After decades of fitness routines that began with lunges, toe-touches, and other stretches, the practice of static stretching before workouts has, in recent years, fallen out of favor.
Instead, driven by research suggesting that pre-exercise stretching can impair performance, many athletes now start with a warm-up followed by dynamic moves, like leg swings or drills that prepare them for the motions involved in their sport.
Now, a new review of studies adds nuance to the recommendations – as well as a reprieve for people who like the feel of a good stretch. There may be a place for static stretching after all, but only after a good warm-up and before dynamic stretching. Static stretching also appears to be most beneficial if done for short periods of time.
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"If you do around 60 seconds of static stretching and you also do dynamic stretching, you get the best of both worlds" after a good warm-up, says David Behm, an exercise physiologist at Memorial University of Newfoundland in Canada. "You increase range of motion, decrease injury risk and get no change in performance."
Stretching has become a frequent focus of scrutiny among researchers and athletes who want to maximize performance while minimizing injury risk. In particular, questions have long swirled around static stretching, which involves holding positions to the point of slight discomfort.
Debates have endured because studies have offered conflicting results. Some research has shown that static stretching can increase range of motion, in turn lowering the chances of straining muscles. But plenty of other studies have found that static stretching reduces strength, power, balance, reaction time and more. In general, there appears to be about a five percent reduction in performance when static stretching is done before an athletic test.
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Still, it has been hard to draw conclusions from the large mass of stretching research, in part because of a huge range in study protocols that vary in in the kind and length of stretching, the types of measurements taken afterwards, and the timing of assessments.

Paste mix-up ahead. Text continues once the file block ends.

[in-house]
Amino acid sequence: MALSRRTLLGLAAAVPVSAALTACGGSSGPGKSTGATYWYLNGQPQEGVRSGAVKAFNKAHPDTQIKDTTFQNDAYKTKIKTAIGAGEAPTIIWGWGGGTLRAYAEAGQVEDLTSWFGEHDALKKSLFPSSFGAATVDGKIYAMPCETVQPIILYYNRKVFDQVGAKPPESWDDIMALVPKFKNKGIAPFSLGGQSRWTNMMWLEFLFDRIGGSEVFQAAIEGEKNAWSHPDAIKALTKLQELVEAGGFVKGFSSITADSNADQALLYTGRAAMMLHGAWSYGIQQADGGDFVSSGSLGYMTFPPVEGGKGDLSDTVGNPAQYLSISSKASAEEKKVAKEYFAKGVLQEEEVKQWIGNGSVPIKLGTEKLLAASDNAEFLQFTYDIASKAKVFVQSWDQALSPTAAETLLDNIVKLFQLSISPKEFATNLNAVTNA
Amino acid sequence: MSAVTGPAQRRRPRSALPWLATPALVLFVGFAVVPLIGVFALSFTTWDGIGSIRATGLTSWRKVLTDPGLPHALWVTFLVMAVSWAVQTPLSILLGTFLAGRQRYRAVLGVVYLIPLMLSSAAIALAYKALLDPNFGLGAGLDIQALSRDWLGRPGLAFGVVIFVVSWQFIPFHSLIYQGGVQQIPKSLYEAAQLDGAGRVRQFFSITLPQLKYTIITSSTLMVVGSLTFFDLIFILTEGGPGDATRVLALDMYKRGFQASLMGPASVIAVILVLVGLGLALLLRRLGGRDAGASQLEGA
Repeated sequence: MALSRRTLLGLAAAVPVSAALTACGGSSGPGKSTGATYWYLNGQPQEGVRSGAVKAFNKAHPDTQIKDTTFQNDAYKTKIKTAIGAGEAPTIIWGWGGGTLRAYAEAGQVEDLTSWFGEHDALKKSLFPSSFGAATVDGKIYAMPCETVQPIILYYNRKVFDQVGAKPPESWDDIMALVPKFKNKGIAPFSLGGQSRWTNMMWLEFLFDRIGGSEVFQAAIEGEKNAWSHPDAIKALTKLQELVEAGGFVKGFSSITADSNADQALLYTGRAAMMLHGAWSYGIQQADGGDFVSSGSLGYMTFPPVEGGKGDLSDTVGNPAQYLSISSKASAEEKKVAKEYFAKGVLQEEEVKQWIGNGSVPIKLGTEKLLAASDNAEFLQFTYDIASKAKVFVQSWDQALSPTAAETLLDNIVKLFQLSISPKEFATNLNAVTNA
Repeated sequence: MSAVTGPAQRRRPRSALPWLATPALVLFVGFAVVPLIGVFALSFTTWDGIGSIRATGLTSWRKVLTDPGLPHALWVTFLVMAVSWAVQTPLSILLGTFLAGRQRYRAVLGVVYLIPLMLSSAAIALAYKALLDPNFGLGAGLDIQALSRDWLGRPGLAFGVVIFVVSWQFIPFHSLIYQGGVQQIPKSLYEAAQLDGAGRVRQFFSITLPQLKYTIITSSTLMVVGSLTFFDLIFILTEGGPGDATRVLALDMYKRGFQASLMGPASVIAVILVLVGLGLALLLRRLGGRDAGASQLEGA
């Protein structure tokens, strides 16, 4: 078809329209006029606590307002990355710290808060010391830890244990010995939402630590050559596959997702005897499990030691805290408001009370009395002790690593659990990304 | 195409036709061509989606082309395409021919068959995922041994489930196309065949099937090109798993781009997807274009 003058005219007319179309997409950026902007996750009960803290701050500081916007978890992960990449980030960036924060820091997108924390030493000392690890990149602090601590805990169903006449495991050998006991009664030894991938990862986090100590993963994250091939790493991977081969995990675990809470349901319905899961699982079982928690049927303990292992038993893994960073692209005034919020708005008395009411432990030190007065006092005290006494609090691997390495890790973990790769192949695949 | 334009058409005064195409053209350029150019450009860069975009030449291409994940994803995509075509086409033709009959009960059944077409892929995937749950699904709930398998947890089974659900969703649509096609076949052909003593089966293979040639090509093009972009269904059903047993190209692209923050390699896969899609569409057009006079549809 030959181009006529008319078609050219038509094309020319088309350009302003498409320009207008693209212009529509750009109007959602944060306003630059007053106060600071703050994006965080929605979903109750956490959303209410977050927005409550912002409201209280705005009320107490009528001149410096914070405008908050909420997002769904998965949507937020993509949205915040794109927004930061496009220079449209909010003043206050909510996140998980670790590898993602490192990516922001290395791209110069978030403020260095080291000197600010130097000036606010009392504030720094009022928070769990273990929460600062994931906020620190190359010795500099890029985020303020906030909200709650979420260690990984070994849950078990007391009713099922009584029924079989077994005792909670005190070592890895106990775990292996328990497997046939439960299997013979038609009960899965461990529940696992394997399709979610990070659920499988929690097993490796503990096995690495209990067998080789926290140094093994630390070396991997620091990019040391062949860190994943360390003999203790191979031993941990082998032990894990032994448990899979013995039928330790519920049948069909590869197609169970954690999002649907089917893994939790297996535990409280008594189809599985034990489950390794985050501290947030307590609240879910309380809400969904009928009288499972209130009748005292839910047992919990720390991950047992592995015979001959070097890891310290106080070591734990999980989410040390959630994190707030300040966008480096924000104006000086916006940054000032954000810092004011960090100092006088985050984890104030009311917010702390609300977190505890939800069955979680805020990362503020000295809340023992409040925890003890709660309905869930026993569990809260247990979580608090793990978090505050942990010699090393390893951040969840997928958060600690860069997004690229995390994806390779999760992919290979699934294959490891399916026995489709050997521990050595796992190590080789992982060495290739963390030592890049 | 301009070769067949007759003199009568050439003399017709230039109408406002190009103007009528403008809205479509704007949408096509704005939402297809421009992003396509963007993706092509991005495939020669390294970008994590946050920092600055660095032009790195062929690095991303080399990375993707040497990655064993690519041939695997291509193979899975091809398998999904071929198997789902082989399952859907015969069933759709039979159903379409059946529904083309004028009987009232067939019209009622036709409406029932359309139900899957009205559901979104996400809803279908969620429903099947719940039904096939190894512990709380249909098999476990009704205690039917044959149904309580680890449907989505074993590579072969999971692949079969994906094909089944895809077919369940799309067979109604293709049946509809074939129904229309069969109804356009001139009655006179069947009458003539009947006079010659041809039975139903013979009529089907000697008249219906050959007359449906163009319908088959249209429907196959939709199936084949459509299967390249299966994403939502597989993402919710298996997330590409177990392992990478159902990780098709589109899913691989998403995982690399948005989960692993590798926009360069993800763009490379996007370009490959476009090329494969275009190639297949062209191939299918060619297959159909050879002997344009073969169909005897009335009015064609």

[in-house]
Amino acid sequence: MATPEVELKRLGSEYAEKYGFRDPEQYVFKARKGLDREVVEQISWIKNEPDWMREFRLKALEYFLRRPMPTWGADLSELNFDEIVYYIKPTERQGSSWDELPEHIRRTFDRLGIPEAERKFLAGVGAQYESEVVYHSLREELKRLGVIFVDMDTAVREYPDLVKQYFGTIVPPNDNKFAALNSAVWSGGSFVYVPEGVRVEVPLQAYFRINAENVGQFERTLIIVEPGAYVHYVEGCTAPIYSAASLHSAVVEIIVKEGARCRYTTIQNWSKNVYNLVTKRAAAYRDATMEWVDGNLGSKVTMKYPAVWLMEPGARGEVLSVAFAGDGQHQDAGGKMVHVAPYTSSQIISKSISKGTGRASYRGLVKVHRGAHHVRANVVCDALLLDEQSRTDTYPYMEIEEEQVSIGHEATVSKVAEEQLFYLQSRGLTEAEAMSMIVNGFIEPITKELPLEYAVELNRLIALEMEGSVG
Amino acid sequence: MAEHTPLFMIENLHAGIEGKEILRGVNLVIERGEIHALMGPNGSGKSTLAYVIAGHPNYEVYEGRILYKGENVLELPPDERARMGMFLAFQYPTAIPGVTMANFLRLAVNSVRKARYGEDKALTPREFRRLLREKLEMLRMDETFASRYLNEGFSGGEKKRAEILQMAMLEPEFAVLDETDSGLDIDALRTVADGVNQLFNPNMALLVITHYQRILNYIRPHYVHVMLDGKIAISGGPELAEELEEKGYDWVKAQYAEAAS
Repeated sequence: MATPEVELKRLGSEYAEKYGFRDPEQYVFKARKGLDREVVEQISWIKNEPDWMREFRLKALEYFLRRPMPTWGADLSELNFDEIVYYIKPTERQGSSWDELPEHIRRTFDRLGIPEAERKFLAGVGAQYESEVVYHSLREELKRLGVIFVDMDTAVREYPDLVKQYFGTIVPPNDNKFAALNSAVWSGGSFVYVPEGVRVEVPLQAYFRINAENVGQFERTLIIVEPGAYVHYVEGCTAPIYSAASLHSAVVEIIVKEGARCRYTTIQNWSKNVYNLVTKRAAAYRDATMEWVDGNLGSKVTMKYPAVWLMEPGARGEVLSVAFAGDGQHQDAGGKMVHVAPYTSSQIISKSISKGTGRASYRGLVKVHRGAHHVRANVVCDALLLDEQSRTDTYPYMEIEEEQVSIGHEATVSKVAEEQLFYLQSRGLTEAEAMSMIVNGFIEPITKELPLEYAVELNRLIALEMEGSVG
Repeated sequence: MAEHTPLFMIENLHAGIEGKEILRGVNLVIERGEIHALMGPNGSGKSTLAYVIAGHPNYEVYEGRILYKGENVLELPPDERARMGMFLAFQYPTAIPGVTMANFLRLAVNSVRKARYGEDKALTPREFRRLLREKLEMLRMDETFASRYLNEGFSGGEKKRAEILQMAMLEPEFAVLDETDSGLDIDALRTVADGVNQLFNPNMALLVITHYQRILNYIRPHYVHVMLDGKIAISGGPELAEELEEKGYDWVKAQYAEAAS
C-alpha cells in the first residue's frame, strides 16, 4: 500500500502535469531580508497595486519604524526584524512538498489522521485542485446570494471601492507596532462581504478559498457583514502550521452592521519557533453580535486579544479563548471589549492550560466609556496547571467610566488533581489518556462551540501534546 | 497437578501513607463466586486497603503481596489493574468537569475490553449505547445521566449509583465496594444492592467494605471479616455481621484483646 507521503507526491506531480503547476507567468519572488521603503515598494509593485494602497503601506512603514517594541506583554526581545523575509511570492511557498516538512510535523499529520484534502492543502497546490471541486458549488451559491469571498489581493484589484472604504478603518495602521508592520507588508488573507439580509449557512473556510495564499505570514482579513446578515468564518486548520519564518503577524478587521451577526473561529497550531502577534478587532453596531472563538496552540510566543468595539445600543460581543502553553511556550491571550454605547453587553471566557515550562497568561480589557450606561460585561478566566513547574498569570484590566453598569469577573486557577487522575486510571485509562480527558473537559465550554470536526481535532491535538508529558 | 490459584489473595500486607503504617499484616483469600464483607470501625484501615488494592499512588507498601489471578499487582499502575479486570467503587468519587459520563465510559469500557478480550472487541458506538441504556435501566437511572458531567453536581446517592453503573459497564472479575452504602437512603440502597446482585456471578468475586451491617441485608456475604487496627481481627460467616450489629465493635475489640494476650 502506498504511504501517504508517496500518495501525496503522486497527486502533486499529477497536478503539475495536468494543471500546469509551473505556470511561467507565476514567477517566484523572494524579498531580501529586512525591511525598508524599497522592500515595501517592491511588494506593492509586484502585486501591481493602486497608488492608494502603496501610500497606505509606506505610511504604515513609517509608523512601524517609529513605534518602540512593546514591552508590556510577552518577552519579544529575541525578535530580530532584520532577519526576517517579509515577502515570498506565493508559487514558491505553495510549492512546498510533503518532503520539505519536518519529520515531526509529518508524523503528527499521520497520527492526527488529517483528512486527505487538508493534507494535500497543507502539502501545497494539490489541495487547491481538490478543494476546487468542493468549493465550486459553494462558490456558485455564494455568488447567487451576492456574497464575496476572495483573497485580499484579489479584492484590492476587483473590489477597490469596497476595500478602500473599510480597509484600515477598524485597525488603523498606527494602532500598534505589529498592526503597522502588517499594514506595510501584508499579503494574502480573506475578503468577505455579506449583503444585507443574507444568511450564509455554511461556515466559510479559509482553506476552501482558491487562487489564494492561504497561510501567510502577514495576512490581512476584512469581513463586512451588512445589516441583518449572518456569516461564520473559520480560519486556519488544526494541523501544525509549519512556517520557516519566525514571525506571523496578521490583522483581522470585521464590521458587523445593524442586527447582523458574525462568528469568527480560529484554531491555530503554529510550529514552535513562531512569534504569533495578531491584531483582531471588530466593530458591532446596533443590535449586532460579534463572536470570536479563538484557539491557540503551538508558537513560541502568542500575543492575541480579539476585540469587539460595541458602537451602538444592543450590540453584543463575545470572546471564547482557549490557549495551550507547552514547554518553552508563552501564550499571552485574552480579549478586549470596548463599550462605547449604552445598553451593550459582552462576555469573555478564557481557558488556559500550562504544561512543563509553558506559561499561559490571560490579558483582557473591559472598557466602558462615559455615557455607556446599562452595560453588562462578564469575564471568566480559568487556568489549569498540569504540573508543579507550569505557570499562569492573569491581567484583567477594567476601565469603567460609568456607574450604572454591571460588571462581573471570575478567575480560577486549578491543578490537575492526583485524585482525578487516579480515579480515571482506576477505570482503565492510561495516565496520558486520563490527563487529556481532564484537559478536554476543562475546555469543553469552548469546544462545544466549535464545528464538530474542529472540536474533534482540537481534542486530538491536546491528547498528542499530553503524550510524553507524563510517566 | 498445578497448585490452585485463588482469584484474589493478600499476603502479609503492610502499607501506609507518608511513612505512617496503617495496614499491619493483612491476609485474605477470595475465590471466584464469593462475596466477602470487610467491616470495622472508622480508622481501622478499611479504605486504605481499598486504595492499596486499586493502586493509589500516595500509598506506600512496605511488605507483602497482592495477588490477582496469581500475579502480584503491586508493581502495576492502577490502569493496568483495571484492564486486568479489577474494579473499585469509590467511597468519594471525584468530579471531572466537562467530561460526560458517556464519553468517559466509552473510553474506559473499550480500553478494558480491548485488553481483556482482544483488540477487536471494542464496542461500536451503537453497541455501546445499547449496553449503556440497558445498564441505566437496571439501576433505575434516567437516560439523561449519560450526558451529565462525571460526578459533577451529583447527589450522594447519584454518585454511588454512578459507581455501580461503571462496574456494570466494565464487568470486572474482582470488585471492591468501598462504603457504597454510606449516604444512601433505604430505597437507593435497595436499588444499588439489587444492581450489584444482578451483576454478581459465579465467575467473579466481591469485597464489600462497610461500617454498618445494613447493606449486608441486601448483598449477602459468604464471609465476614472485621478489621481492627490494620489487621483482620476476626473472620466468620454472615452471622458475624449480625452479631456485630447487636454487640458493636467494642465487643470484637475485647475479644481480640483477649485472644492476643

Recent studies, meanwhile, have suggested that the duration of stretching may matter more than whether people stretch or not, at least when it comes to speed and strength. In a 2012 review of more than 100 studies, two researchers from Australia and the United Kingdom concluded that stretching reduced performance only when stretches went on for longer than a minute.
For the new study, Behm and colleagues wanted to take a closer look both at the amount of time spent stretching, as well as how static stretching might affect athletes in combination with other kinds of warm-up activities.
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After narrowing their analysis down to 125 studies that fit their criteria, the researchers concluded that the benefits of stretching can outweigh the harms if done in a certain way. Specifically, Behm says, a workout should begin with five to 10 minutes of aerobic activity that increases core body temperature by a degree or two – enough to break a sweat.
Subsequent static stretches should last no more than 60 seconds per muscle group, and they should be followed by sport-specific dynamic stretching activities before the real work begins, the team reports in the journal Applied Physiology, Nutrition, and Metabolism.
Although evidence that links stretching to injury risk is still incomplete, Behm argues that static stretching can make injuries less likely by increasing range of motion, particularly for middle-aged athletes. With short-duration stretches, he adds, performance declines are minimal.
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The reason for the benefits of shorter-duration stretches, he suspects, has to do with receptors in muscles that fire when stretching begins, causing muscles to contract. As a stretch goes on and on, though, this rate of firing drops, leading to a depression of the motor system.
Even if a little stretching incurs a small loss in throwing distance or running speed, effects probably won't matter much for the average, amateur athlete, says Michael Bergeron, president of Youth Sports of the Americas in Birmingham, Alabama. In his view, studies that try to assess the influence of stretching on sports fail to take into account all of the other factors that go into athletic performance, including the psychological impact of maintaining a certain routine or feeling a certain way.
"There are a lot of integrated inter-dependencies of biological systems that need to work together" to influence sports performance, he says. "As long as the body is being progressively prepared for activity and not being overloaded, it's all good."
It makes sense that stretching for shorter intervals would reduce injury risks, adds Pablo Costa, an exercise physiologist at California State University, Fullerton. But he disagrees with the conclusion that any amount of static stretching before exertion could be more good than bad.
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Although the mechanism is still up for debate, he says that stretching weakens tissues and reduces strength, perhaps by increasing the time it takes for signals from the brain to reach muscles and make them contract. Even though the delay totals just milliseconds, that can add up to the difference between winning and losing for a serious athlete.
But there's a twist that suggests timing matters, he says. Other studies have shown that chronic stretching programs done independently of exercise sessions can improve strength over the long-term.
"Based on what I have found personally, I don't recommend that people engage in stretching prior to exercise," Costa says. "I would leave the stretching for after exercise during the cool down period – or during a whole separate time of day for athletes who have time available."